So I fundamentally disagree with your premise that you could transplant that population into a business. I'm certainly familiar with freeloads in business, but I'd struggle to come up with an example company where 1/5 or more of employees do no work at all over multiple decades and then retire with a pension.
I disagree that firing isn't a big part of it, but you can't just have more firing. You need to let managers do their jobs in a way that isn't just following a checklist in a binder, which also involves hiring latitude, pay latitude, etc. All stuff that could be abused, but some abuse is better than uniform shit quality at high expense.
One easy example from both government and big industry: how much money do we spend on sending people to get mediocre extra degrees from mediocre schools that don't actually have anything to do with their job responsibilities but is a requirement for a certain promotion level?
Much of the information in there carries the force of law; that is, a hiring supervisor cannot legally deviate from the process even if they think it is dumb and hurting their chances of getting the best candidate.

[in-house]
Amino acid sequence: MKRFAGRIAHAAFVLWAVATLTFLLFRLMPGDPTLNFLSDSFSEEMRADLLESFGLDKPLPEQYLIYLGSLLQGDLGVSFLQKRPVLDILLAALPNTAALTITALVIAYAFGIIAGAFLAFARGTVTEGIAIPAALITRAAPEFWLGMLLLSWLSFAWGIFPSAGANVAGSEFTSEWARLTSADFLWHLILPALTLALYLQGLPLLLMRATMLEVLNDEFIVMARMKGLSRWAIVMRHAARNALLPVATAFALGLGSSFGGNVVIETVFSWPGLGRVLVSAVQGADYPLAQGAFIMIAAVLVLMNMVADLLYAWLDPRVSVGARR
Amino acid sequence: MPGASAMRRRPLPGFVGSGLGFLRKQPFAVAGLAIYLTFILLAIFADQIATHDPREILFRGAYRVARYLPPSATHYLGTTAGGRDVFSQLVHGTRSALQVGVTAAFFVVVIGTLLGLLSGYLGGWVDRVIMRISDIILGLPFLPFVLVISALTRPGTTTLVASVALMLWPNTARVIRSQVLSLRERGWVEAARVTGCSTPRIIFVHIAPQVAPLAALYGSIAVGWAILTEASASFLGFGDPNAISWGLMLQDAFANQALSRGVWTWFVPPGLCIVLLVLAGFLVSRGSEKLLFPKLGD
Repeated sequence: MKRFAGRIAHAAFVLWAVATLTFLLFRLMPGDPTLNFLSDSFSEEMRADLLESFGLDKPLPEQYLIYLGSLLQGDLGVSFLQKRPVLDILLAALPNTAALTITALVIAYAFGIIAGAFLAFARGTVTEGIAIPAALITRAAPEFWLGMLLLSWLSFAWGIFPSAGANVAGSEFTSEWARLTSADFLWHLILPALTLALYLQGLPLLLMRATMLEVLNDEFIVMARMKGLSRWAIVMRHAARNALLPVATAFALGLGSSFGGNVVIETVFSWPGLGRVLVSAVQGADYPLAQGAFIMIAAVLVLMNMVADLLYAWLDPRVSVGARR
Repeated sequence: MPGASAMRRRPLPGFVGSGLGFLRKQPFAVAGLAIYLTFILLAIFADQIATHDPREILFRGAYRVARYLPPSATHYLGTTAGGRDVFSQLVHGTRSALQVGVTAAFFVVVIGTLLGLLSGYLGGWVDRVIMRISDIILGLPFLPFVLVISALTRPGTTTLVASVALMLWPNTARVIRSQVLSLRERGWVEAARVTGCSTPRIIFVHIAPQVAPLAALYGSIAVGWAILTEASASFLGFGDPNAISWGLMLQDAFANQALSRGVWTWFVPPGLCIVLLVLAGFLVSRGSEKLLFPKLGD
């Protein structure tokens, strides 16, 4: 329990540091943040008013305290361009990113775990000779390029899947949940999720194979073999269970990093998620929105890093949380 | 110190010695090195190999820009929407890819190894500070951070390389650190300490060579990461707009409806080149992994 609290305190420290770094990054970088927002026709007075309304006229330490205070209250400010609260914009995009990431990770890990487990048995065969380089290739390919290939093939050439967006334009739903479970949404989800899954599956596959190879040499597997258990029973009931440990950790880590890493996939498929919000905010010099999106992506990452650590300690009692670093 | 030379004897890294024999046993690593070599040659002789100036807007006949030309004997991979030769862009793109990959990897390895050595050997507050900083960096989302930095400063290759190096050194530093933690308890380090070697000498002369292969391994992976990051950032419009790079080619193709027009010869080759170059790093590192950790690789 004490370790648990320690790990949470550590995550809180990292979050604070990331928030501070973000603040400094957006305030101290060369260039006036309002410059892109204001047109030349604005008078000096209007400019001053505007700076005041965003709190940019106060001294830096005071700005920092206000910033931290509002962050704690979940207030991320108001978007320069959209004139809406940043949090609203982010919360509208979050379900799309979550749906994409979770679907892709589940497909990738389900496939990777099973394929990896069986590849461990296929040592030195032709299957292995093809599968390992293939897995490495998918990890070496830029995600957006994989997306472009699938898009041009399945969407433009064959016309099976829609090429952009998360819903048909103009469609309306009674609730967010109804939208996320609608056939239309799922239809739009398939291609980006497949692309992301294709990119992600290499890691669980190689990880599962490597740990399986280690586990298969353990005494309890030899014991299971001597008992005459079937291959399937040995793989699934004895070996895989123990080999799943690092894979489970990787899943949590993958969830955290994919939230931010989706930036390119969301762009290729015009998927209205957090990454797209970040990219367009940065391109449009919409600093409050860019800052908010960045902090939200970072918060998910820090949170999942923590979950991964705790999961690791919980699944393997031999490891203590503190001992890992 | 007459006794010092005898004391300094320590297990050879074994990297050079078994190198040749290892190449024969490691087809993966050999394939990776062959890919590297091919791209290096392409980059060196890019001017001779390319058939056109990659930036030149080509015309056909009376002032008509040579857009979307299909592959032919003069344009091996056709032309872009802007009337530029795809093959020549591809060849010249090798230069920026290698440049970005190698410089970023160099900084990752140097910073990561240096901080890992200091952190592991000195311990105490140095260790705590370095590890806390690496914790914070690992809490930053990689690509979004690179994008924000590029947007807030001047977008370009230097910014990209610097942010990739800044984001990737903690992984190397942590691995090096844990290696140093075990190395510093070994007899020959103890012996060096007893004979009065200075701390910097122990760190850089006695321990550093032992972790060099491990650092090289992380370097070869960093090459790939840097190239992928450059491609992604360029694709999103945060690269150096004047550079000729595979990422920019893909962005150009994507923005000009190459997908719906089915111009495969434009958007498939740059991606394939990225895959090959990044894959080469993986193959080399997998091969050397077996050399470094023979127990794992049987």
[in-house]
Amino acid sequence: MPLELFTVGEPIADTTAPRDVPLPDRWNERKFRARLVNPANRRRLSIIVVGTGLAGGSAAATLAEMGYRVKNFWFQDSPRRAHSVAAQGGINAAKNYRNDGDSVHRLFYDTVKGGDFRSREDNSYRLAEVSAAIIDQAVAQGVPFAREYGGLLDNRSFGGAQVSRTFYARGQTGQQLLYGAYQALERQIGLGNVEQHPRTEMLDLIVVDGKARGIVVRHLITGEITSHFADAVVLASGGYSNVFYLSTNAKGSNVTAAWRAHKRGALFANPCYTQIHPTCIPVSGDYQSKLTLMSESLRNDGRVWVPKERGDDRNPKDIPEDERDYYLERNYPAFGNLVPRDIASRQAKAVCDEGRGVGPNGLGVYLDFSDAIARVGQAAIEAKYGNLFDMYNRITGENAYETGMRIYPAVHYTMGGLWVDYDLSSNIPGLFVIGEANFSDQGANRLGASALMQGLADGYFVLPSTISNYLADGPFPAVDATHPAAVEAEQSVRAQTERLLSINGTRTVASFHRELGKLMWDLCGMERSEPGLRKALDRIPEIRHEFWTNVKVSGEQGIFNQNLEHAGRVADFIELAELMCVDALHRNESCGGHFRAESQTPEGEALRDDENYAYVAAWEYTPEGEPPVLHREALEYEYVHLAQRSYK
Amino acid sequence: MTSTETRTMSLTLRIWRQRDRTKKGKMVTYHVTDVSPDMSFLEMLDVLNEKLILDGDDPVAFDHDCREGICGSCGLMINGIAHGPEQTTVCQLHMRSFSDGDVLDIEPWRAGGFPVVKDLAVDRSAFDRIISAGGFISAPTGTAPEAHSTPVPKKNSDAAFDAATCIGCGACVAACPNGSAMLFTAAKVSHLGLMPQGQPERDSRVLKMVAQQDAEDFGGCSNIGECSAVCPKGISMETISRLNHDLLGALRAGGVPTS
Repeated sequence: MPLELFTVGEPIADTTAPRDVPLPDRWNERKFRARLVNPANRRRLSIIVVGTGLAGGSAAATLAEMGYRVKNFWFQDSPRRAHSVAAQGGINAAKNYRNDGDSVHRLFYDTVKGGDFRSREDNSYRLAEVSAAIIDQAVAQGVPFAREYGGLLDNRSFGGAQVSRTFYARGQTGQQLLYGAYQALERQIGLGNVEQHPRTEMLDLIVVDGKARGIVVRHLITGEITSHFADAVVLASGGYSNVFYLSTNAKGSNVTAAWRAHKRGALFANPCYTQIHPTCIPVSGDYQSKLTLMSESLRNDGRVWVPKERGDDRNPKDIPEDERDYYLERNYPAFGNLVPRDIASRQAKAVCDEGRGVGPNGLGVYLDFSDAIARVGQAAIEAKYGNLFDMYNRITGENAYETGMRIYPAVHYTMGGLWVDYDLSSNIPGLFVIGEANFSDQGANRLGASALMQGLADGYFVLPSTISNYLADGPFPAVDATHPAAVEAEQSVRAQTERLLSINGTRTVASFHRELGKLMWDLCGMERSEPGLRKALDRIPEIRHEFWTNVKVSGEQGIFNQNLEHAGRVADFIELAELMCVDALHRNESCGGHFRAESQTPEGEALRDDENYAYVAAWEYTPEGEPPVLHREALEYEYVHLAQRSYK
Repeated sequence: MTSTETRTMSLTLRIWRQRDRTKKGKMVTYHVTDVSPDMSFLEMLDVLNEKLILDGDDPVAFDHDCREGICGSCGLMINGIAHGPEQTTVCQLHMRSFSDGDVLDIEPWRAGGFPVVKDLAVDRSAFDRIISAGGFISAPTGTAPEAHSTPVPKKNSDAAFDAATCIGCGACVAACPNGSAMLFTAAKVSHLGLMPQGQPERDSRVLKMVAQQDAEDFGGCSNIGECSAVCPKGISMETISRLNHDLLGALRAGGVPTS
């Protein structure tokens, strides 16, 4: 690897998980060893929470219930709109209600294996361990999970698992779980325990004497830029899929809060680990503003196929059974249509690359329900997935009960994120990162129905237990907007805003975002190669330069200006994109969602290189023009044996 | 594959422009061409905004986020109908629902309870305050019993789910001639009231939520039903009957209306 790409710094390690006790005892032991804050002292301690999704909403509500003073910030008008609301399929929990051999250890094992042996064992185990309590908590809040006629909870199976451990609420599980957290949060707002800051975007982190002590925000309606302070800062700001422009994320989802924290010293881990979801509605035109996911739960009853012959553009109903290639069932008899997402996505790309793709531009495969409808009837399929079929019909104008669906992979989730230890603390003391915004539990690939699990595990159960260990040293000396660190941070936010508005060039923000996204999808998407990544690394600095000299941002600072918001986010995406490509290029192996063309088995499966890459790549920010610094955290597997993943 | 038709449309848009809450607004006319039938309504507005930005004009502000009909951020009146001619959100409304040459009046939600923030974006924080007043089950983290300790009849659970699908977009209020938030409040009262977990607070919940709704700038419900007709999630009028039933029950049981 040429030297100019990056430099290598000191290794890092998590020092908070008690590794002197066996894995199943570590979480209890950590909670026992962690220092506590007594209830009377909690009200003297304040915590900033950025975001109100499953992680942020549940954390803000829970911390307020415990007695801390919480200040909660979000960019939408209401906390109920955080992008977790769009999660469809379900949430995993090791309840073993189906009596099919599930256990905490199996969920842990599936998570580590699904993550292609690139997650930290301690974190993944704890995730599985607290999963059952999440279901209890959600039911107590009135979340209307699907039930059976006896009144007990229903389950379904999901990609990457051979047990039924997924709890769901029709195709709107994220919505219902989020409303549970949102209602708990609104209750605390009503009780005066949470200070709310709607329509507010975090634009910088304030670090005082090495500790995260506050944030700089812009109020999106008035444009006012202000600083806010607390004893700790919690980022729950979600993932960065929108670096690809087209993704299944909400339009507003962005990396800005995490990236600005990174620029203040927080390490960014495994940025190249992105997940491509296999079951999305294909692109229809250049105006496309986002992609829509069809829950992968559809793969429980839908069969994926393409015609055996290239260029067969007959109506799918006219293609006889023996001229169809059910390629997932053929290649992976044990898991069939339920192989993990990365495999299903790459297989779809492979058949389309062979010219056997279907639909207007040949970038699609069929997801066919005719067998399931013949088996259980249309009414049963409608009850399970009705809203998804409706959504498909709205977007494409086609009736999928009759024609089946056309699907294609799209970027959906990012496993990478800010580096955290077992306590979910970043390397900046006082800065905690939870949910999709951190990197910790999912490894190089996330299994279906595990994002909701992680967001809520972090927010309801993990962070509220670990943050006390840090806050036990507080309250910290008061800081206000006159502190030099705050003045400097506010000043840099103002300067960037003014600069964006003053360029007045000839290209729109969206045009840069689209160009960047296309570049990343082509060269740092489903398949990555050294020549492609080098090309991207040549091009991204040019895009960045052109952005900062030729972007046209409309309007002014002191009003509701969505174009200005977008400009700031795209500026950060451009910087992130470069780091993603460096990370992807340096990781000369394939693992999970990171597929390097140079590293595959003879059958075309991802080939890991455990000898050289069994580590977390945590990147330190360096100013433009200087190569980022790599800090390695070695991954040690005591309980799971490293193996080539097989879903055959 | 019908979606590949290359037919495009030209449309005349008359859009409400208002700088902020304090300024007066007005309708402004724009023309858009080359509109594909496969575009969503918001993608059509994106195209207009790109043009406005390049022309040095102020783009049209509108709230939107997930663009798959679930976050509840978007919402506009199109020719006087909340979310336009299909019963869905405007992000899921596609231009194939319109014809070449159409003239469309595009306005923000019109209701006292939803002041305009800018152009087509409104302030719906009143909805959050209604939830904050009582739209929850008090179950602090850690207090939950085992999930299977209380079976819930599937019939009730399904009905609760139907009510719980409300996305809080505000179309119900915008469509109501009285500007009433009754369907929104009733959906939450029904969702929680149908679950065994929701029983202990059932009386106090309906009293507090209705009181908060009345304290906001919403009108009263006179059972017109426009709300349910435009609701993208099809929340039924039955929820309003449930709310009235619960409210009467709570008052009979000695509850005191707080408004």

My example of the subordinate who can't just get promoted has happened to two personal friends who work for the federal government (both of whom have graduate degrees in their field of work BTW). To be clear, there are "promotions" in federal pay, from say a GS-9 to GS-10. I'm talking about a promotion into a different position, like from a specialist to a manager (to use generic example terms).
I wouldn't claim that the government has the best of the best across the board. In some areas they do, like fighter pilots or criminal investigators. In others, they generally don't, like web application developers.
What I disagree with is the idea that the government is full of incompetent people, who just need to get fired for things to speed up and get better. It ignores the reality of how the government really works, and therefore who joins the government and why.
Because most high quality employees don't want to work somewhere where low quality is rewarded.
Nobody said it's full of incompetent people that need to get fired. But they are there as they are everywhere. I disagree with the idea that getting rid of lower quality employees won't help. It ignores the reality of quality disparity and implicitly encourages low quality due to no accountability.
It should be noted this same problem exists at many entrenched, older, large companies as well.